Broken, Happy People [on Hell & Holy Messes]

It’s a funny thing, not believing in Hell, or an afterlife at all, sometimes.

It’s not something I think we can know for sure, this side of death, so I’m in between at the moment. In the midst of The Sorting. Plus, It’s not really something to bring up in polite conversation. Allude to a shift in belief, mention a move away from orthodoxy (in any area, really) and just watch those dominoes fall!

If I was a better person I might be upset about shocking my fellow Christians with such heresies, but there’s a chuckling, sinister side to my personality that finds sly delight in not being what I was ‘supposed’ to be. I’ve always had a cheeky, stubborn streak, it’s in my blood and in my bones. And, I’m at my most content when my inner self can be expressed in the outer world, so honesty about what is going on in me is important (though I have learned to pick my audience a little more wisely these days…) even if that truth is uncomfortable.

“But how can you be a Christian and not believe in Hell? Isn’t that what being a Christian is about… to escape hell?”

Well I don’t know about that. But I am absolutely convinced that the act of questioning is not the evil dilemma we’re told it is (well, at least more than I am convinced about anything else these days – which really isn’t saying a whole lot, ha!) Questioning helped me learn to love the wilderness. Questioning brought be closer to God (maybe because I was finally listening?).

So, some questions, then dear reader:

If hell is real, but I don’t believe in it, does that mean I’m going there?

Is affirmation of particular creeds or doctrines essential to ‘salvation’?

What if Jesus was less interested in some far-off and distant ‘afterlife’, and more interested in how we choose to live THIS day?

What if the question is not ‘is there life after death’, but ‘can there be life before death? Can we truly live, before we die?* Can we truly live and embrace this life, before it is too late to do so? In so doing, can we bring life, and light and salt to the world around us. Can we make a difference with our our bent and broken selves, moving in and about this world in the best way we can? If there is nothing beyond – if we are to die and to return to dust – what parts of ourselves will be left behind in the lives and minds of others?


For so many long years sitting in church Sunday after Sunday I prayed, longed for, looked to the day when I would be whole enough, good enough, worthy enough, noticed enough to be entrusted with some great work. The waiting was heavy-laden, despondent. There were hoops to jump through, impressions to be made, commitments never to be broken. There was perfection to be attained and there were masks to wear. Then all of a sudden… with the dull thud of my arse hitting the dirt in a downward turn of depression… I found myself in the wilderness. The Wild.

seedling in the forest / stephan schultz / flickr
seedling in the forest / stephan schultz / flickr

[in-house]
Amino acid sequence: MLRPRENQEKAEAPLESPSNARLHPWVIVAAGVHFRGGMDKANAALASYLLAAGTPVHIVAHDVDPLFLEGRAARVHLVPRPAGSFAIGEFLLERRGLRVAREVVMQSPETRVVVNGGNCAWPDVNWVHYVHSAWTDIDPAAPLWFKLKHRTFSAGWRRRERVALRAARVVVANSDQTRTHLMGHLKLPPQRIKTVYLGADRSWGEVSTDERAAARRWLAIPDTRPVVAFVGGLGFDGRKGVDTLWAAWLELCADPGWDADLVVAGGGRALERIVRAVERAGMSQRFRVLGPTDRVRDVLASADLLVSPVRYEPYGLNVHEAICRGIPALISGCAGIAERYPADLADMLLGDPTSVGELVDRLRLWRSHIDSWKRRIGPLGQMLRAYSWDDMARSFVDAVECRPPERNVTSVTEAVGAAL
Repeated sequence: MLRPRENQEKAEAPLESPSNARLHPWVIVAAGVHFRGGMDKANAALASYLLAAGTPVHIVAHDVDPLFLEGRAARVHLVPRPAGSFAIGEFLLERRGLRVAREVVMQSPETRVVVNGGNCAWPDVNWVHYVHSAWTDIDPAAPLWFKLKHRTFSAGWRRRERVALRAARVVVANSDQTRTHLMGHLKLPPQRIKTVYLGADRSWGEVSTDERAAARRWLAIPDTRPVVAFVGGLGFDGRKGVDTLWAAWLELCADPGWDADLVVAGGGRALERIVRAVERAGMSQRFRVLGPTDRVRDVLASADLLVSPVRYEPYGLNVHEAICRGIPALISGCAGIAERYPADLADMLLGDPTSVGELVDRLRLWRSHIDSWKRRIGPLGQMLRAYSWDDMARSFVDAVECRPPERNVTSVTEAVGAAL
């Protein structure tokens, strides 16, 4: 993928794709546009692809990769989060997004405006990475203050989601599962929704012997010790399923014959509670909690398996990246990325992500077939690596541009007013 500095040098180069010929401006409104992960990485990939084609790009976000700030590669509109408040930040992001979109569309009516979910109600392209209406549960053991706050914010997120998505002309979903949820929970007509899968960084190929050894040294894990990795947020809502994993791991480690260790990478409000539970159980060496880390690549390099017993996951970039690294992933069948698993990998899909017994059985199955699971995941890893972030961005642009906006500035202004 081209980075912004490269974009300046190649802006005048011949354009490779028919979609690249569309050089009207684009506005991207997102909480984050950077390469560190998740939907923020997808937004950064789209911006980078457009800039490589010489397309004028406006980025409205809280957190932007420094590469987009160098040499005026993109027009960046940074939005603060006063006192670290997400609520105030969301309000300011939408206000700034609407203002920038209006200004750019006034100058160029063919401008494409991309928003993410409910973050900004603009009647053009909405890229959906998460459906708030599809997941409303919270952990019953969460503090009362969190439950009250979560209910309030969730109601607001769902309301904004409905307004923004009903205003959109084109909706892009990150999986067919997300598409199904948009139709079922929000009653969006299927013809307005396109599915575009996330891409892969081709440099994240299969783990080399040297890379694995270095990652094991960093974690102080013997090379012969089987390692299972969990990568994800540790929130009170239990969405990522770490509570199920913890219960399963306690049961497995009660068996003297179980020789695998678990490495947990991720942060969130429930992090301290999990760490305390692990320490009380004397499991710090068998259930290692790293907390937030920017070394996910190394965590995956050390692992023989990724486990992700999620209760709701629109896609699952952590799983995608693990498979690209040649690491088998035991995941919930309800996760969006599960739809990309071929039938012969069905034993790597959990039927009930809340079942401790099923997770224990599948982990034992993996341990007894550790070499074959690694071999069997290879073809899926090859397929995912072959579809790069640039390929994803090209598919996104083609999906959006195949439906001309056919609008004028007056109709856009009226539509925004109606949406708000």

And I looked up and saw a bunch of broken happy people.

Oh I am not about to write some manifesto on the existence (or not) of heaven and hell and whatever is Out There Beyond. The fact is I just don’t know, I’m not sure I care to know, right now (I’m OK with that, I know all the verses). I’m no theologian or scholar – just a poet-pusher-of-buttons for now.

I don’t have a bee in my bonnet about church or organised religion; one day soon I will find a place to Belong. But in many ways I am still out here in The Wild, in this circle of broken, happy people, searching for truth in the dirt and dancing mad-cap around the fire, holding hands as we watch the flames climb, consuming the old and worn out dogma we carried around for too long.

You needn’t worry that I am meandering down some path from which there is no return. Jesus is out here – hanging with us by the fire, sitting with us in our brokenness, turning our water into wine and having a bloody jolly good time with us. Our eyes are on him, too.

By all means pray for my eternal soul, and I will pray for your present one (and maybe we’ll all muddle through together). I will for your very self in the here and now, that you – and that I – might truly see the blessing of the lives we have each been entrusted with carrying through this world, that we would live to welcome each day, and fully embrace those brought across our paths, in love, acceptance and Christ-like humility.

For now, THAT is my only goal – messed up and broken as I am, but completely and utterly alive.


Awake now,
I stretch

my insides.
That being –
she who is hidden –


with preservation
or decay,

with the ripeness
of now and

the gentle
brush and rustle
of sleep-laden sheets
on tender skin

through the density
of night

now flung
in abandon;

in wilderness healing.

Inhale; expand,
she says.

Open up the
places of restraint
and bleed into yourself;

saturate your earth
in neon honey
and move unhindered
in vivid lubrication.

Embrace this entropy
your holy mess

and unfurl
into your renewal.


* I attribute this paraphrase to Peter Rollins, during an episode of The Liturgists podcast, Episode 29 “Philosophy & Radical Theology”. Well worth a listen if you’re into big thoughts!

Fan of poetry? I’ve been (slowly) plodding through a wonderful e-course designed to make everyday poets out of us! If that sounds like something you’re into, head on over to the Poetry Is e-course at She of the Wild by Beth Morey, click here to view more details! [Affiliate link]

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